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Final Chorus: Inside the Ellington Band

Ruby Braff used to say that when he was very young, he entered the Louis Armstrong University, an educational institution from which you could never graduate because there was so much to learn. Duke Ellington’s sidemen-those who stayed and those who left-felt the same way. And now, in the Jazz Oral History project of Mark Masters’ American Jazz Institute (Claremont McKenna College, Pasadena, Calif., 626-795-6413), a reunion of Ellington alumni provides further illumination of what it was like to be inside that band where, as Clark Terry told me, the music was always in a state of becoming. According to Terry, “Duke didn’t like endings.”

“I think,” says trombonist Walter van de Leur about the arrangements of Duke and his alter ego, Billy Strayhorn, “what made the music sound so very special was that you could be the second trombone and have the evening of your life.” Another trombonist, Art Baron, adds that in all the other bands he played in, “I felt like anybody could sit in that chair.” But the way Duke and Strayhorn wrote, “it really mattered what your personality was. You had to have an individual sound in your horn.”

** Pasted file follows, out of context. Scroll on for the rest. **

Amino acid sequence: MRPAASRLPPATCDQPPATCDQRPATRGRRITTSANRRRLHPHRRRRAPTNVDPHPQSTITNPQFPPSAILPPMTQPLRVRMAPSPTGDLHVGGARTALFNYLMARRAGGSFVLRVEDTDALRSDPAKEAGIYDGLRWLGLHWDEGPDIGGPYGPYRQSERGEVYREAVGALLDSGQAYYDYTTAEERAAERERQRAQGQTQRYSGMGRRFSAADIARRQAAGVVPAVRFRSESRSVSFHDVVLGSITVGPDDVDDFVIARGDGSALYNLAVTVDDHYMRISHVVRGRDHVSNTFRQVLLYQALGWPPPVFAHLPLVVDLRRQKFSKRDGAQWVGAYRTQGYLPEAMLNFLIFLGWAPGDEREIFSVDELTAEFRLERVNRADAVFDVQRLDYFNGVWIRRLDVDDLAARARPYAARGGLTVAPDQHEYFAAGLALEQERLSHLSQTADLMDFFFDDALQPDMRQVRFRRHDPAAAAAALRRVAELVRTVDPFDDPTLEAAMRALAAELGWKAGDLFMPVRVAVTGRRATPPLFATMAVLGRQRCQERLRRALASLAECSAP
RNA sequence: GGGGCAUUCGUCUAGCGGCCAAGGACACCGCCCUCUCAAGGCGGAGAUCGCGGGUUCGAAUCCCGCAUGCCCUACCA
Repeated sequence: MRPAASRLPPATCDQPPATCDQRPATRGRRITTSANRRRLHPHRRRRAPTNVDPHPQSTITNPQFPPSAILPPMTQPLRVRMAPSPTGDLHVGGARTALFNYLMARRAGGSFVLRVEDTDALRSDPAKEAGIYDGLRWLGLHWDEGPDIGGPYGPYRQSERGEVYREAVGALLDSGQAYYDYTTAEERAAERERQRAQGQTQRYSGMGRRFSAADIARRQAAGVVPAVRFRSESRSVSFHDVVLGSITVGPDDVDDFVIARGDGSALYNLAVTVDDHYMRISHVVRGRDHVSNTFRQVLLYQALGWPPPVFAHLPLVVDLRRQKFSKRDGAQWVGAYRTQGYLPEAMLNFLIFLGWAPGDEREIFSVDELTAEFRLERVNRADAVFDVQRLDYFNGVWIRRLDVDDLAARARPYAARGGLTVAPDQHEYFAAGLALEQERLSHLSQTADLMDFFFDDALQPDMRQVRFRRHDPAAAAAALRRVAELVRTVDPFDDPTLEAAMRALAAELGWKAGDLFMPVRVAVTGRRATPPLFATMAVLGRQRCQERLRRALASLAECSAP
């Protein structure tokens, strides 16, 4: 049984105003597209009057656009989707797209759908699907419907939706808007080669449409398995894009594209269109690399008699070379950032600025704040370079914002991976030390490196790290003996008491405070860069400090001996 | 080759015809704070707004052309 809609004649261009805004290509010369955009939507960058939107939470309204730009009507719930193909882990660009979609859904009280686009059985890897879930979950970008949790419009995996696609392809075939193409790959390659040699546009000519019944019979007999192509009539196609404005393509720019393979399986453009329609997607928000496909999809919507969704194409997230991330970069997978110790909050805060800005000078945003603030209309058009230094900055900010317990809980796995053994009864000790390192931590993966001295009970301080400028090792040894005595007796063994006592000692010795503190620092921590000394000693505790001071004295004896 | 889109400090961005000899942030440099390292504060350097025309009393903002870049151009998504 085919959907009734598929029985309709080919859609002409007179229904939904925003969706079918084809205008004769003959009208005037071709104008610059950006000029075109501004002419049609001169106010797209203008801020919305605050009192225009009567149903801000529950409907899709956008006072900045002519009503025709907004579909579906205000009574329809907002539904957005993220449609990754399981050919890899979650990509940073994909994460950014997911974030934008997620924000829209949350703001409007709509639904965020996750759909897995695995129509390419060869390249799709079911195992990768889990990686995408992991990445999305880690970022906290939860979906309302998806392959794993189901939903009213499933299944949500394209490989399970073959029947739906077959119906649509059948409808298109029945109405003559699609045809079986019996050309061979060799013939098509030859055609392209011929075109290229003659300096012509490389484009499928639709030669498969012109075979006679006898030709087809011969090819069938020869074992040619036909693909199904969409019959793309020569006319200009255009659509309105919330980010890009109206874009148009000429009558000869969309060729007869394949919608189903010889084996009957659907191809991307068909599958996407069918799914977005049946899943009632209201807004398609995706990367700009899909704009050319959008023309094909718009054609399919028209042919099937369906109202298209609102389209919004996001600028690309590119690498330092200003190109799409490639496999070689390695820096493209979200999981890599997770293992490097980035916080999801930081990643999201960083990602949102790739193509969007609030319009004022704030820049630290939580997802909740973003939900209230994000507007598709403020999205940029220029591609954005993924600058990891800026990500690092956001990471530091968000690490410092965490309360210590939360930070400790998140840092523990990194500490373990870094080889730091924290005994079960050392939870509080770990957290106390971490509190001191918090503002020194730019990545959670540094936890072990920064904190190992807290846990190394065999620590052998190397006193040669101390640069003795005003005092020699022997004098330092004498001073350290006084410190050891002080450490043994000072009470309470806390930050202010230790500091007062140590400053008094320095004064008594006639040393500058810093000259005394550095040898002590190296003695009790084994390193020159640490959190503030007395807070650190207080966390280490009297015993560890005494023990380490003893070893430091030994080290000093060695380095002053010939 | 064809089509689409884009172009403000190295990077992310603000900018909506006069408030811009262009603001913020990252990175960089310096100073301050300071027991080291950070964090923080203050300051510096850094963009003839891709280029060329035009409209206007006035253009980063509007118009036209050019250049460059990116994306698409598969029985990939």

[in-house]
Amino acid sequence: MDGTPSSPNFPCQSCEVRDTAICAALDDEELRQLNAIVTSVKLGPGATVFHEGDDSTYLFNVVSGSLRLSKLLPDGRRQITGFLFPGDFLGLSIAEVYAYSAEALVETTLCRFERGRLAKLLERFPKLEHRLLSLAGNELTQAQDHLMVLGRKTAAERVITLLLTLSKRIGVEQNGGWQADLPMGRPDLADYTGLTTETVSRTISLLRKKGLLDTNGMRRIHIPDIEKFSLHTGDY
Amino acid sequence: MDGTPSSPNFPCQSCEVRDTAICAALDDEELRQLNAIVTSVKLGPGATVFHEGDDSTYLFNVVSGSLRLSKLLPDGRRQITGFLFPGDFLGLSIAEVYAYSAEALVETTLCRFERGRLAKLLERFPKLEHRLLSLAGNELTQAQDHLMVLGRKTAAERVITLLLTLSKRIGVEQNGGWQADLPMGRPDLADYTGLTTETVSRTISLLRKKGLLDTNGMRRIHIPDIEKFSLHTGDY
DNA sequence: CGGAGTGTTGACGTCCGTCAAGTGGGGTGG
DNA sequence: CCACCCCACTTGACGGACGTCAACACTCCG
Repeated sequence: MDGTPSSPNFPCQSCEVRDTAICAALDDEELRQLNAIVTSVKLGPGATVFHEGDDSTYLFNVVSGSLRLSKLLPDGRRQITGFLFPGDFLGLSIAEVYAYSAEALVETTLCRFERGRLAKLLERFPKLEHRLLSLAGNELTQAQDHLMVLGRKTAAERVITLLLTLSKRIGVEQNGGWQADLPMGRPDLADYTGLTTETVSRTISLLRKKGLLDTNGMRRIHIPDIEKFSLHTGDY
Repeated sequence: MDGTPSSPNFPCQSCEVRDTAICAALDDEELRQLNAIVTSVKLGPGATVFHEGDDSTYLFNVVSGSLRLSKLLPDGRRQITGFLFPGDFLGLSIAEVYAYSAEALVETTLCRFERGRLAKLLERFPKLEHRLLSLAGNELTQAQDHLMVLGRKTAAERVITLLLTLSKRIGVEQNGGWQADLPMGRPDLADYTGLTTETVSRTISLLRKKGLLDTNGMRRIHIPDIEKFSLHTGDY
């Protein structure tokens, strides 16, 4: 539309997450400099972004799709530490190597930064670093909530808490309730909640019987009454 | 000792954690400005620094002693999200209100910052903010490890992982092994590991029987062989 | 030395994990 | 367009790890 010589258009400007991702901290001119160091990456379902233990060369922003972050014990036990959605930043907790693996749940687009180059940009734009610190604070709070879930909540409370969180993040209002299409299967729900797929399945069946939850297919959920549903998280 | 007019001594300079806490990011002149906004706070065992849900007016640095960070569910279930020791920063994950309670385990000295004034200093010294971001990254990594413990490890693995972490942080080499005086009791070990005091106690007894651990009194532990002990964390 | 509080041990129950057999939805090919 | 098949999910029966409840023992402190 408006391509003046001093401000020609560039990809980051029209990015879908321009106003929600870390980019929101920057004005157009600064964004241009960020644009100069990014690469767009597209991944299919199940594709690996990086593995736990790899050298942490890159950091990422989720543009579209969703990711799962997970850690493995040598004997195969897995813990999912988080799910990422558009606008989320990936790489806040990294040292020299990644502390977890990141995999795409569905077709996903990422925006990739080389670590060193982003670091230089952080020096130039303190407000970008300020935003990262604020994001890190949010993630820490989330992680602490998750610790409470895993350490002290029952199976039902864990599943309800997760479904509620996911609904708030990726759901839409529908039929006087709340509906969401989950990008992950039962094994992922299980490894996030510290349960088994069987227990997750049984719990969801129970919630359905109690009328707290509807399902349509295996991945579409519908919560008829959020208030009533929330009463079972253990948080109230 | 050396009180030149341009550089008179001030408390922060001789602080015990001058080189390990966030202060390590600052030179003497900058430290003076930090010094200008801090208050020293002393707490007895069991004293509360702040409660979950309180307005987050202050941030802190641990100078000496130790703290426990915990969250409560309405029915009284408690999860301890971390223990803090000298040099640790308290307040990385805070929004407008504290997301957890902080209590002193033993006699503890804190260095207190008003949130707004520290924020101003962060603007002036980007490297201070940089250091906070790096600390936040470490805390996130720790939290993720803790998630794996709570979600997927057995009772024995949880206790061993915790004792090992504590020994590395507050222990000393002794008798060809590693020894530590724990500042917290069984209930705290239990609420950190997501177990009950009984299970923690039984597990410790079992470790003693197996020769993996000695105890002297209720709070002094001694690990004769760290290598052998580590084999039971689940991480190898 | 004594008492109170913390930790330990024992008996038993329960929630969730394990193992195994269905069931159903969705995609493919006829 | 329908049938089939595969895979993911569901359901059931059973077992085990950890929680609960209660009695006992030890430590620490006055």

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Originally Published
Nat Hentoff

Nat Hentoff

Over more than 60 years, Nat Hentoff (1925-2017) wrote about music, politics, and many other subjects for a variety of publications, including DownBeat (which he edited from 1953 to 1957), the Village Voice (where he was a weekly columnist from 1958 to 2009), the Wall Street Journal, and JazzTimes, to which he regularly contributed the Final Chorus column from 1998 to 2012. Of the 32 books that he wrote, co-wrote, or edited, 10 focus on jazz. In 2004, Hentoff became the first recipient of the National Endowment for the Arts’ Jazz Masters award for jazz advocacy.